On the other thread this thought was lurking just below consciousness, but close enough that it was annoying me. But I did not think about it hard enough to bring it to the surface. I guess I'm gettin old. :roll:

Edit: It was the recent Rheinberg Illumination thread but the same principle applies.
Last edited by g4lab on Sun Jan 22, 2012 4:03 pm, edited 1 time in total.

nlamendo
Posts: 20
Joined: Mon Jan 24, 2011 5:37 pm

Post by nlamendo »

g4lab wrote:This thread reminded me of something that I don't think got said, in a not too long ago thread, on darkfield for larger sized objects.

The condensor you are probably using is likely a variant of the Abbe condensor. Even if it isn't, better ones work the same way. That is, they all have very short focal length (on the order of 2mm ) for the top element so that they can prope-*/rly match the oil immersion objective.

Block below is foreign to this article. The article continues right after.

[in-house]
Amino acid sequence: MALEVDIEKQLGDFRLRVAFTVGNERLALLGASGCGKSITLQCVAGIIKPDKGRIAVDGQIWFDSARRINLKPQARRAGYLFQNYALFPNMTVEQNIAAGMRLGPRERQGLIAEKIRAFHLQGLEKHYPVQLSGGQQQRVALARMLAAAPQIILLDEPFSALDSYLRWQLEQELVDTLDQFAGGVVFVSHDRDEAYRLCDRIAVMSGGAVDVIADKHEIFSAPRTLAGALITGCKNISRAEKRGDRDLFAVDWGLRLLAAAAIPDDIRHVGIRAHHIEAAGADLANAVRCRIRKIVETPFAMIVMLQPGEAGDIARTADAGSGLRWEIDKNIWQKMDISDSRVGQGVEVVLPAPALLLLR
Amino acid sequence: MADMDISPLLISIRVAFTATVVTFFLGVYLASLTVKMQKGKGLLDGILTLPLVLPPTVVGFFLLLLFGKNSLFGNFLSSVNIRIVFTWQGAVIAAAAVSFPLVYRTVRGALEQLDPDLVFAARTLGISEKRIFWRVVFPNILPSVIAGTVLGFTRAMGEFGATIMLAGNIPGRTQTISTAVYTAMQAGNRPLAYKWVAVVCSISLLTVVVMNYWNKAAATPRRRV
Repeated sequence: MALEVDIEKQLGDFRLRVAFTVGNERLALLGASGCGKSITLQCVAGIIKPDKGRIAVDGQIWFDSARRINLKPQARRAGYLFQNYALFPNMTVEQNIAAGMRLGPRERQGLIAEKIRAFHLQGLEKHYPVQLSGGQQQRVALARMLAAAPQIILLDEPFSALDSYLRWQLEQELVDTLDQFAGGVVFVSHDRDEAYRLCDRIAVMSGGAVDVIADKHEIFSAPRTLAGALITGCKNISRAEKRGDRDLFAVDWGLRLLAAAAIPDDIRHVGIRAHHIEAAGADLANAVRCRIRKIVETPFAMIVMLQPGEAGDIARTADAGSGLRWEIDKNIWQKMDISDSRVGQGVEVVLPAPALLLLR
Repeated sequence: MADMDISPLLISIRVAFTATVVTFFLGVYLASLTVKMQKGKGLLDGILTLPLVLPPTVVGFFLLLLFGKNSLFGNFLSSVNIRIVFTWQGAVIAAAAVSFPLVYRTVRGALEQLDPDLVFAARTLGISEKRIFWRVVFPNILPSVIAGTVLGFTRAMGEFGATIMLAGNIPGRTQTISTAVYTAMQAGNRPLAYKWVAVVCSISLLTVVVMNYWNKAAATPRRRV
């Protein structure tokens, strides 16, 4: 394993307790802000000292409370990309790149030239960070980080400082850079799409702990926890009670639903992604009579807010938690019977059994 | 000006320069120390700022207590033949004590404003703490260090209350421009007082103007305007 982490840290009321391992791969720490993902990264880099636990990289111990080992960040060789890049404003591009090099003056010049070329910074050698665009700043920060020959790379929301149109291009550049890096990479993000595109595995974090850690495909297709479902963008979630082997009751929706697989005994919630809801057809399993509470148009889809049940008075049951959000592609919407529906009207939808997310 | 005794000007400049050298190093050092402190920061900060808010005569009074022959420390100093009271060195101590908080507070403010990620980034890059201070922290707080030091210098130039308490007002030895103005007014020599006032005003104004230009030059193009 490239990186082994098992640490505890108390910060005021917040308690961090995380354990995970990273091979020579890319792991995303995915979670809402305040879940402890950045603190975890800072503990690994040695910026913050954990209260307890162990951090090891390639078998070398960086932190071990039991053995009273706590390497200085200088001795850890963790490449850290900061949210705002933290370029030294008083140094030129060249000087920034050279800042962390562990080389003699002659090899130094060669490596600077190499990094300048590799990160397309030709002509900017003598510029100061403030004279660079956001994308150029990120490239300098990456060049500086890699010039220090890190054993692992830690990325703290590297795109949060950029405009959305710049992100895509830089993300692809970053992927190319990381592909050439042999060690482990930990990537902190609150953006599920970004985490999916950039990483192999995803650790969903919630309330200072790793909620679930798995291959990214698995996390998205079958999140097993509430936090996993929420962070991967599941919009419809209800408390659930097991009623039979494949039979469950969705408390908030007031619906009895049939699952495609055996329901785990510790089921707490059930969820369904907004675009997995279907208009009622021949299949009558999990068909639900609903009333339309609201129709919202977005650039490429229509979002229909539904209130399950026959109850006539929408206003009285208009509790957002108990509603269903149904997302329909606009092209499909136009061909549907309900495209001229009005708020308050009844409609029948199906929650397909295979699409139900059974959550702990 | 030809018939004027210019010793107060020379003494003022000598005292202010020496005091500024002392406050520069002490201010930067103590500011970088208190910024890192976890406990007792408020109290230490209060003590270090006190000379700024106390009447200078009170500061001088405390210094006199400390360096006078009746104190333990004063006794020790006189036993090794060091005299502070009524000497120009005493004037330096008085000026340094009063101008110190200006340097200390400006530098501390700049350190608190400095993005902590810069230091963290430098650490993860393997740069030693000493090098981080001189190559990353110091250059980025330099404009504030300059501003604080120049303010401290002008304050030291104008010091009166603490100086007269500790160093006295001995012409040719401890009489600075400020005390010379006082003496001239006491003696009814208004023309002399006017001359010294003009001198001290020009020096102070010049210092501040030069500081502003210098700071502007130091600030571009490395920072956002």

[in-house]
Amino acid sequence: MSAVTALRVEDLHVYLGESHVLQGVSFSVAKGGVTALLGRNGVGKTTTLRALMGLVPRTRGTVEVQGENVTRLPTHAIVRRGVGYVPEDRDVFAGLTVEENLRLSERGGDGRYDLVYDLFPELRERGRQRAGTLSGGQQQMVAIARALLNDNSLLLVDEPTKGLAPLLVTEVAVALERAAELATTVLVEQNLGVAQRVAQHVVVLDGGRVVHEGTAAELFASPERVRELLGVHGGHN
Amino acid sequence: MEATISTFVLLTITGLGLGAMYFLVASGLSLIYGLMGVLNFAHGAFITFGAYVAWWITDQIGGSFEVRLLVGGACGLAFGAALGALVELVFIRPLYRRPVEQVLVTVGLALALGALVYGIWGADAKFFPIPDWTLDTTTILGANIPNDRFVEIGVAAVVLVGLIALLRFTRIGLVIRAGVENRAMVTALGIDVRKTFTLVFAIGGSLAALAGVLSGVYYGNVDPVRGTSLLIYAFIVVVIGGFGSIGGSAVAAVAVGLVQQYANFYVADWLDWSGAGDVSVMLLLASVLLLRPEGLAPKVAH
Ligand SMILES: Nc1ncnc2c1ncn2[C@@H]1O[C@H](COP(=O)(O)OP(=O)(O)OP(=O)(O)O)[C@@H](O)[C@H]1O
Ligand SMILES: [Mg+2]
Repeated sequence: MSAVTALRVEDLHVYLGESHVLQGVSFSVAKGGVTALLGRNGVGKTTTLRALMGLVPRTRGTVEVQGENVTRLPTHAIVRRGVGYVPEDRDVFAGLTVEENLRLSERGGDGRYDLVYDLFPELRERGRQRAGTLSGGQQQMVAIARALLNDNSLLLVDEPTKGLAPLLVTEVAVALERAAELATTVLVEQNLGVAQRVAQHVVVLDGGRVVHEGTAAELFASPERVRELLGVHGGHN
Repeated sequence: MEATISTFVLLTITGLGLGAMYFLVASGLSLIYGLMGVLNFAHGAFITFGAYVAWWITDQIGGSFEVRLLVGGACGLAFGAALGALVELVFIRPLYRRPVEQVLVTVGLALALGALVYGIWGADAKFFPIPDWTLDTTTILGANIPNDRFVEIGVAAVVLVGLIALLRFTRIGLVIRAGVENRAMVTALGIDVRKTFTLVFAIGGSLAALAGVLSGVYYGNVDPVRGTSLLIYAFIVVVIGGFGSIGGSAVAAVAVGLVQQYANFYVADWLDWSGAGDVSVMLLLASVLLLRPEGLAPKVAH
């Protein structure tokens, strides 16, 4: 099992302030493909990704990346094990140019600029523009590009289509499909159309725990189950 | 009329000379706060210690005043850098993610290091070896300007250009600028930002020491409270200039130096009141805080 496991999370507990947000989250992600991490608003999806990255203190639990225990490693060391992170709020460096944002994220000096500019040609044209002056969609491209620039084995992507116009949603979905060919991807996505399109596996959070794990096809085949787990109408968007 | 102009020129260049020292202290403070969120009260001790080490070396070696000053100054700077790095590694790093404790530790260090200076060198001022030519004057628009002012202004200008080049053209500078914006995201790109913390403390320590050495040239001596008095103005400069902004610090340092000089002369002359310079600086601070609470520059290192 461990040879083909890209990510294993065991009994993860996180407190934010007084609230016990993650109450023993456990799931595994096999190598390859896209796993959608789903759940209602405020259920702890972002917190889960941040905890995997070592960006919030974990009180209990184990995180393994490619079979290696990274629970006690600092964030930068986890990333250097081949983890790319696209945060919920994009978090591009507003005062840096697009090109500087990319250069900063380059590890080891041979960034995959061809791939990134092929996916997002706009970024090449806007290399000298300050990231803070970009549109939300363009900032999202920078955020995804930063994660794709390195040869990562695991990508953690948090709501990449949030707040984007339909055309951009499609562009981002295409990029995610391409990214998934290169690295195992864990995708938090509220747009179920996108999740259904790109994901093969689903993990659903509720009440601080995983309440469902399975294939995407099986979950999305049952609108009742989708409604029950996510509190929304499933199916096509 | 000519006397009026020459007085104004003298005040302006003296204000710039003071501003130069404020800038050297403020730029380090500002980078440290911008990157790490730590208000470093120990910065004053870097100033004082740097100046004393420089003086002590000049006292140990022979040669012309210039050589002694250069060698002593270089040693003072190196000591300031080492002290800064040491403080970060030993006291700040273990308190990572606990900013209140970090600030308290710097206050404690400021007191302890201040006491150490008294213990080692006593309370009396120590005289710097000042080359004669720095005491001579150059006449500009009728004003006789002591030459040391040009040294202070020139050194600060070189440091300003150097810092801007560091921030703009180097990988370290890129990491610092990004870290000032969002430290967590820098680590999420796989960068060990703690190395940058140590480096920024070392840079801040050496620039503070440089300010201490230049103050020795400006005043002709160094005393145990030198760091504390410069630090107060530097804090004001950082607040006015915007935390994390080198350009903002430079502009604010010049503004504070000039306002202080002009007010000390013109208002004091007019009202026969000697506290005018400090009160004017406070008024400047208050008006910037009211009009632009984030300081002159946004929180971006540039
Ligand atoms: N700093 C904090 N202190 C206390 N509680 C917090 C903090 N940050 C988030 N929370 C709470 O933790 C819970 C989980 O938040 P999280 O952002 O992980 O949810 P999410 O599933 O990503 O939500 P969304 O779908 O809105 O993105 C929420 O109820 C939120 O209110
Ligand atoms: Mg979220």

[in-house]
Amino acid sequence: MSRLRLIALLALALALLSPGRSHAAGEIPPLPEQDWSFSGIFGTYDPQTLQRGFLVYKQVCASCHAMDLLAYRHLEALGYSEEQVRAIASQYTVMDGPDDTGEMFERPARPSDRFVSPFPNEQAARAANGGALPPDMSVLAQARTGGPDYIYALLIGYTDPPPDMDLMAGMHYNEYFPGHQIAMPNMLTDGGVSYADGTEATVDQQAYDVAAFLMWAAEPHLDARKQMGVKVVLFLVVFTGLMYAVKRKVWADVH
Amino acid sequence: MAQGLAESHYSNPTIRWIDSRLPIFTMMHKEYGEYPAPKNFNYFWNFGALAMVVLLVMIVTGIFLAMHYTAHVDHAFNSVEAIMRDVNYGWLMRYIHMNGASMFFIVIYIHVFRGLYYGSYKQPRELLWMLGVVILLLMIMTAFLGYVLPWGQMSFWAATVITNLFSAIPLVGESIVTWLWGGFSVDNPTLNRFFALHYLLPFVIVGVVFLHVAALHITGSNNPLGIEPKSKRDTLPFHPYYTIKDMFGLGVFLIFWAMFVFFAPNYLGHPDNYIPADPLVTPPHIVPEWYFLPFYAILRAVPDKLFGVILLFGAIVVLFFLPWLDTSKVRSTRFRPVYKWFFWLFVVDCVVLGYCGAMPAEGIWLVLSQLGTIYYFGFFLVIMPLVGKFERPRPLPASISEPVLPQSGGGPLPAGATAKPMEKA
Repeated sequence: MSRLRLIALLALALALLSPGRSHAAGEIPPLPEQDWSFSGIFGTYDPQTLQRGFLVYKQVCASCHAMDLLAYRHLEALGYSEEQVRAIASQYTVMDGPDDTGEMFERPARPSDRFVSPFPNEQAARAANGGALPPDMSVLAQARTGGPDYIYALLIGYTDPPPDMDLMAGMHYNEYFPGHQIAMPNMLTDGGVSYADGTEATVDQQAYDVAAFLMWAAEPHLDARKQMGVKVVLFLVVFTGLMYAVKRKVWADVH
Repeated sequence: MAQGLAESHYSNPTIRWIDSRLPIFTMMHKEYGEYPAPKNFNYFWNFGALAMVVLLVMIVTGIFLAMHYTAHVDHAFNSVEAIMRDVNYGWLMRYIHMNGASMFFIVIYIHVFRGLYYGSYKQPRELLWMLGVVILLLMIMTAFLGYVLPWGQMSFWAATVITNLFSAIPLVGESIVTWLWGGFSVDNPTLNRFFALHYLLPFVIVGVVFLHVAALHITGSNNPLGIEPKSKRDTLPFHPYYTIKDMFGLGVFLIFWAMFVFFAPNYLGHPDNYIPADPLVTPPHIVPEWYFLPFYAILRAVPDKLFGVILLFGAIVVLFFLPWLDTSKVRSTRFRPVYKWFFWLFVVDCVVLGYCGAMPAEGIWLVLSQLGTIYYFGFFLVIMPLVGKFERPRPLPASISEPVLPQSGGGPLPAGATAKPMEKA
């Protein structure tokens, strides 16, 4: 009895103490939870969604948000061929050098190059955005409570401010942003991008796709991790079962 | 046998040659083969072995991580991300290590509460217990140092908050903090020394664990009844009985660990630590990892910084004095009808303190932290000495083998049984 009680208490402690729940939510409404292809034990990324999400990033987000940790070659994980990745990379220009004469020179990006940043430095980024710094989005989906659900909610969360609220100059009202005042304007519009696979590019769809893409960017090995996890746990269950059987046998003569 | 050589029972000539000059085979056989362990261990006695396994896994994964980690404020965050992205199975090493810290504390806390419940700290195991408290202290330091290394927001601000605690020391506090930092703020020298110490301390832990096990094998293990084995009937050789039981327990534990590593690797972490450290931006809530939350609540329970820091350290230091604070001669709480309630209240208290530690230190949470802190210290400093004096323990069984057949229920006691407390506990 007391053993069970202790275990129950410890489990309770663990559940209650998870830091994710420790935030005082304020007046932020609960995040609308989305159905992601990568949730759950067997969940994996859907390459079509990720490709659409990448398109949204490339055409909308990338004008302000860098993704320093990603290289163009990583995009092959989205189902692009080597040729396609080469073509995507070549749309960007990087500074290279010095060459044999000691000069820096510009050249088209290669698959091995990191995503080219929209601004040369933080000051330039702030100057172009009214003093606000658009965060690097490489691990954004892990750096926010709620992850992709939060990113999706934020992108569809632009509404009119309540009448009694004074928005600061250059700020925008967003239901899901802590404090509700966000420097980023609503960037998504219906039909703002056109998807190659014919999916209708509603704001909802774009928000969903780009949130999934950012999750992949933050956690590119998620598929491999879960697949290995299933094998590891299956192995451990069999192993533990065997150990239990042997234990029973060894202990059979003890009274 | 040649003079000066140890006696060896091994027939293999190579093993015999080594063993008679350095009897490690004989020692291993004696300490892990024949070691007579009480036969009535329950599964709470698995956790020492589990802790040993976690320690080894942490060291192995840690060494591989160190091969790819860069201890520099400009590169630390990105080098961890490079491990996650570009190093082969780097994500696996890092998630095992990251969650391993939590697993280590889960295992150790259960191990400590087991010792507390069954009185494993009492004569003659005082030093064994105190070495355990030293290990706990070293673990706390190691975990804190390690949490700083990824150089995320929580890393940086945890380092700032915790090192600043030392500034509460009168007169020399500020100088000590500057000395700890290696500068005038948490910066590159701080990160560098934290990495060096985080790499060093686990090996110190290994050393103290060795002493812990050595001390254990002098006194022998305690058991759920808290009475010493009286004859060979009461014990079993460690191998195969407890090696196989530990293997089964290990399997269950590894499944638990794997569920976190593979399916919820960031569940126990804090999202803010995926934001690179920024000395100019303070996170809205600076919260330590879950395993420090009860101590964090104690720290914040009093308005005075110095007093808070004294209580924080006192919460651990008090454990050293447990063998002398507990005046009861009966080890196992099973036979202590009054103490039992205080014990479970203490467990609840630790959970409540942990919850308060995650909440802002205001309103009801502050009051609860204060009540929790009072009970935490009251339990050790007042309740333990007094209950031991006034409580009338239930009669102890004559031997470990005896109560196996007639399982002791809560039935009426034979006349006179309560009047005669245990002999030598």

They also can usually match the 40x range objective and even a 10x. But 10x is usually the lowest magnification they will go. If you want to do a lot of work (like take central obstruction, darkfield pictures) you do need to take that top element off. This makes the condensor longer focal length, and a larger diameter image of the illuminant.

On the other thread this thought was lurking just below consciousness, but close enough that it was annoying me. But I did not think about it hard enough to bring it to the surface. I guess I'm gettin old. :roll:

Edit: It was the recent Rheinberg Illumination thread but the same principle applies.

Thanks for your comments. It's a good reminder for me to always first search previous threads and or the FAQ's when I have a question or can't get something to work. This would have saved me a lot of time figuring out by trial and error to remove the condenser top element. Yes. it is an Abbe condenser.

-Nick